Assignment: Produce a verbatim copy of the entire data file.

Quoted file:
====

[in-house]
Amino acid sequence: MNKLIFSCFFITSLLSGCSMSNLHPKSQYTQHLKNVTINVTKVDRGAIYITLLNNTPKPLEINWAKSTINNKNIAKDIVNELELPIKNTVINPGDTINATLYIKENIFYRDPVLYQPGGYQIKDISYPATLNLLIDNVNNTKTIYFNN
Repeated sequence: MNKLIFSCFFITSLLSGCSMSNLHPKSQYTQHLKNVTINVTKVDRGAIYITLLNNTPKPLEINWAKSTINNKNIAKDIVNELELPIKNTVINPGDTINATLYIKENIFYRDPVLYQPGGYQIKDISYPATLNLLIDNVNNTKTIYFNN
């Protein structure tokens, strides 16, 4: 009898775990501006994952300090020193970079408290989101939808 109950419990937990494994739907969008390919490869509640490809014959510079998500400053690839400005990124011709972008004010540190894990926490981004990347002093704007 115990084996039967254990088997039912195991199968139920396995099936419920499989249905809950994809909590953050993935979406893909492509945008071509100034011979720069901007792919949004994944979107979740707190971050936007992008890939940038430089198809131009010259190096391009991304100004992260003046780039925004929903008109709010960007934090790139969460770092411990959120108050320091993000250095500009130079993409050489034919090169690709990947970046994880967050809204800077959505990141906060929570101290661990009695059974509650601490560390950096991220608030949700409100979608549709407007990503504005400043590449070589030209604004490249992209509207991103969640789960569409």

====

[in-house]
Amino acid sequence: MNKLIFSCFFITSLLSGCSMSNLHPKSQYTQHLKNVTINVTKVDRGAIYITLLNNTPKPLEINWAKSTINNKNIAKDIVNELELPIKNTVINPGDTINATLYIKENIFYRDPVLYQPGGYQIKDISYPATLNLLIDNVNNTKTIYFNN
Repeated sequence: MNKLIFSCFFITSLLSGCSMSNLHPKSQYTQHLKNVTINVTKVDRGAIYITLLNNTPKPLEINWAKSTINNKNIAKDIVNELELPIKNTVINPGDTINATLYIKENIFYRDPVLYQPGGYQIKDISYPATLNLLIDNVNNTKTIYFNN
């Protein structure tokens, strides 16, 4: 009898775990501006994952300090020193970079408290989101939808 109950419990937990494994739907969008390919490869509640490809014959510079998500400053690839400005990124011709972008004010540190894990926490981004990347002093704007 115990084996039967254990088997039912195991199968139920396995099936419920499989249905809950994809909590953050993935979406893909492509945008071509100034011979720069901007792919949004994944979107979740707190971050936007992008890939940038430089198809131009010259190096391009991304100004992260003046780039925004929903008109709010960007934090790139969460770092411990959120108050320091993000250095500009130079993409050489034919090169690709990947970046994880967050809204800077959505990141906060929570101290661990009695059974509650601490560390950096991220608030949700409100979608549709407007990503504005400043590449070589030209604004490249992209509207991103969640789960569409």